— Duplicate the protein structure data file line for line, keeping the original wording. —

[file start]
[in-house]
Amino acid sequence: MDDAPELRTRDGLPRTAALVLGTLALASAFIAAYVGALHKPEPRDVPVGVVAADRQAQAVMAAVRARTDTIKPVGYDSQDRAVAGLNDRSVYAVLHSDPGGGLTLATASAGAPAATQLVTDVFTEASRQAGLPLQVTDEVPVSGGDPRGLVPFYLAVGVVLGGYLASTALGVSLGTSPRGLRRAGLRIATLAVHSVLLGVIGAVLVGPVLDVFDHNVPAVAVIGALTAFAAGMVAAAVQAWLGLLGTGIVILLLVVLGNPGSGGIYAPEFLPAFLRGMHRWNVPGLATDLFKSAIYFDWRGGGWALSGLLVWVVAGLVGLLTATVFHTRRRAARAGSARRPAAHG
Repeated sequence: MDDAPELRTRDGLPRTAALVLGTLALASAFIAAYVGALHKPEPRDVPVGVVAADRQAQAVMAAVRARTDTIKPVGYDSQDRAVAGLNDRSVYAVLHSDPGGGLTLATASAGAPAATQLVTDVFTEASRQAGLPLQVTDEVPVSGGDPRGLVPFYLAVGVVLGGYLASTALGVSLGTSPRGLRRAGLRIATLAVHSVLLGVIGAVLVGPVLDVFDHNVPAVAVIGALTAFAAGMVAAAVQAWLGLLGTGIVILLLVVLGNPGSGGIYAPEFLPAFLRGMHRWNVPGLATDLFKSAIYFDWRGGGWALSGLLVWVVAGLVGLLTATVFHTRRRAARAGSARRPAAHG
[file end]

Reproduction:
[in-house]
Amino acid sequence: MDDAPELRTRDGLPRTAALVLGTLALASAFIAAYVGALHKPEPRDVPVGVVAADRQAQAVMAAVRARTDTIKPVGYDSQDRAVAGLNDRSVYAVLHSDPGGGLTLATASAGAPAATQLVTDVFTEASRQAGLPLQVTDEVPVSGGDPRGLVPFYLAVGVVLGGYLASTALGVSLGTSPRGLRRAGLRIATLAVHSVLLGVIGAVLVGPVLDVFDHNVPAVAVIGALTAFAAGMVAAAVQAWLGLLGTGIVILLLVVLGNPGSGGIYAPEFLPAFLRGMHRWNVPGLATDLFKSAIYFDWRGGGWALSGLLVWVVAGLVGLLTATVFHTRRRAARAGSARRPAAHG
Repeated sequence: MDDAPELRTRDGLPRTAALVLGTLALASAFIAAYVGALHKPEPRDVPVGVVAADRQAQAVMAAVRARTDTIKPVGYDSQDRAVAGLNDRSVYAVLHSDPGGGLTLATASAGAPAATQLVTDVFTEASRQAGLPLQVTDEVPVSGGDPRGLVPFYLAVGVVLGGYLASTALGVSLGTSPRGLRRAGLRIATLAVHSVLLGVIGAVLVGPVLDVFDHNVPAVAVIGALTAFAAGMVAAAVQAWLGLLGTGIVILLLVVLGNPGSGGIYAPEFLPAFLRGMHRWNVPGLATDLFKSAIYFDWRGGGWALSGLLVWVVAGLVGLLTATVFHTRRRAARAGSARRPAAHG